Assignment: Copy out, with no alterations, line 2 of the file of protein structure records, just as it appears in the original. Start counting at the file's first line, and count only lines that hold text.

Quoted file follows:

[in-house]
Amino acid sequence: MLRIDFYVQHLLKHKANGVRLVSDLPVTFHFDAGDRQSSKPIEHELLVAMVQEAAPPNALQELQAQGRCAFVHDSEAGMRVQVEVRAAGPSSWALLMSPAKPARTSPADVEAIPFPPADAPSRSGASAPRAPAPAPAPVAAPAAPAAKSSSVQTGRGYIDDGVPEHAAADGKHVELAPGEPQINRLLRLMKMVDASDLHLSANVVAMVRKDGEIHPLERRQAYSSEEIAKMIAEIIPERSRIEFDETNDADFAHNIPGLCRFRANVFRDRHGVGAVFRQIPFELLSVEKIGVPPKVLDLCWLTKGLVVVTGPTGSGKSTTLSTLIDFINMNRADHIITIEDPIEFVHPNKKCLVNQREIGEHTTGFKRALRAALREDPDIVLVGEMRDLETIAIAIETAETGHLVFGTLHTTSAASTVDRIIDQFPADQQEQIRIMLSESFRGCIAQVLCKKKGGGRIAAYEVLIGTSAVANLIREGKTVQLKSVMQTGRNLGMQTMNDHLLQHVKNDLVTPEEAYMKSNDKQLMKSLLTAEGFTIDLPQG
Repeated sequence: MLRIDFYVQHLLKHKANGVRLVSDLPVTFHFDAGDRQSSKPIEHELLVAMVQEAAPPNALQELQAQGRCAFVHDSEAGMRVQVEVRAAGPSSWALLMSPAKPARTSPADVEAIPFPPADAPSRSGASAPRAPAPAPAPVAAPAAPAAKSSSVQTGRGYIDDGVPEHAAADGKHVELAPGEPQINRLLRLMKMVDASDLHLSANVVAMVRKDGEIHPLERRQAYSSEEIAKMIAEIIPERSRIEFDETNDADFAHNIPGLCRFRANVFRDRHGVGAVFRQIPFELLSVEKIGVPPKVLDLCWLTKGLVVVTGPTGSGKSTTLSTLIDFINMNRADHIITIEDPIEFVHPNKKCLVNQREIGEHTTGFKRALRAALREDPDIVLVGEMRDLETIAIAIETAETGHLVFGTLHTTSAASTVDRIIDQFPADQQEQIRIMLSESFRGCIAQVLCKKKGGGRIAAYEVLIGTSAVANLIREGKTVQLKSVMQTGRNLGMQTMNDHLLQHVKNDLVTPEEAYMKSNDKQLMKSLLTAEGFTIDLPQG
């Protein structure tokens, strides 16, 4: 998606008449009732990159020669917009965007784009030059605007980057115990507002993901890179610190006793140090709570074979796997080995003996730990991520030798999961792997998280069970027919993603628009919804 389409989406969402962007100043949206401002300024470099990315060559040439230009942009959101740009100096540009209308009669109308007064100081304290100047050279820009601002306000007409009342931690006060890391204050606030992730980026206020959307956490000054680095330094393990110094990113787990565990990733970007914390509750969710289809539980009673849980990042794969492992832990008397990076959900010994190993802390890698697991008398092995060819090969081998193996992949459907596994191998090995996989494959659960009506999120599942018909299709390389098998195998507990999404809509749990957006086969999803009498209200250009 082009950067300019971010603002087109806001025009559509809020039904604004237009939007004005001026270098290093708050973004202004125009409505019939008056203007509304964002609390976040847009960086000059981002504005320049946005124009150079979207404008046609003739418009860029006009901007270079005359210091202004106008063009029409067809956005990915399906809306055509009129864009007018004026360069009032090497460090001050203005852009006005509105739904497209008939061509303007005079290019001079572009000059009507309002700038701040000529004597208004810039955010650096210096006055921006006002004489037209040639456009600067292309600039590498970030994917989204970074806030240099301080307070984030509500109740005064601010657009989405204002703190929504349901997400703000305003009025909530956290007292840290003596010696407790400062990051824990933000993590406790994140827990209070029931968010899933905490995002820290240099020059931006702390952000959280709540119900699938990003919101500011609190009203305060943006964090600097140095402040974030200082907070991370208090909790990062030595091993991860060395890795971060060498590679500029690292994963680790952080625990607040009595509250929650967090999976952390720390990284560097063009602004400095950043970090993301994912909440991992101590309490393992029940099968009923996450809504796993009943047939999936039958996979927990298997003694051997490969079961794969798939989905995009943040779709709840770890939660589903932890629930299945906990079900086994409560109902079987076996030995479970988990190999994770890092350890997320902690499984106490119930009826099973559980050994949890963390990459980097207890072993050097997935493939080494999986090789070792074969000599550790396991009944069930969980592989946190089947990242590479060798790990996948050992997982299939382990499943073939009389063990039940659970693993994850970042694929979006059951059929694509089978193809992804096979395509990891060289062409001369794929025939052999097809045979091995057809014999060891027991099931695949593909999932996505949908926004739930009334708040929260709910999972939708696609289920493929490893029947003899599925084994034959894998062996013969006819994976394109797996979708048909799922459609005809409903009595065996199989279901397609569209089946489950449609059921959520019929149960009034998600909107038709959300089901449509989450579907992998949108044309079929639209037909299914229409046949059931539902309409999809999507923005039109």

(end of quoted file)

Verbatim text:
Amino acid sequence: MLRIDFYVQHLLKHKANGVRLVSDLPVTFHFDAGDRQSSKPIEHELLVAMVQEAAPPNALQELQAQGRCAFVHDSEAGMRVQVEVRAAGPSSWALLMSPAKPARTSPADVEAIPFPPADAPSRSGASAPRAPAPAPAPVAAPAAPAAKSSSVQTGRGYIDDGVPEHAAADGKHVELAPGEPQINRLLRLMKMVDASDLHLSANVVAMVRKDGEIHPLERRQAYSSEEIAKMIAEIIPERSRIEFDETNDADFAHNIPGLCRFRANVFRDRHGVGAVFRQIPFELLSVEKIGVPPKVLDLCWLTKGLVVVTGPTGSGKSTTLSTLIDFINMNRADHIITIEDPIEFVHPNKKCLVNQREIGEHTTGFKRALRAALREDPDIVLVGEMRDLETIAIAIETAETGHLVFGTLHTTSAASTVDRIIDQFPADQQEQIRIMLSESFRGCIAQVLCKKKGGGRIAAYEVLIGTSAVANLIREGKTVQLKSVMQTGRNLGMQTMNDHLLQHVKNDLVTPEEAYMKSNDKQLMKSLLTAEGFTIDLPQG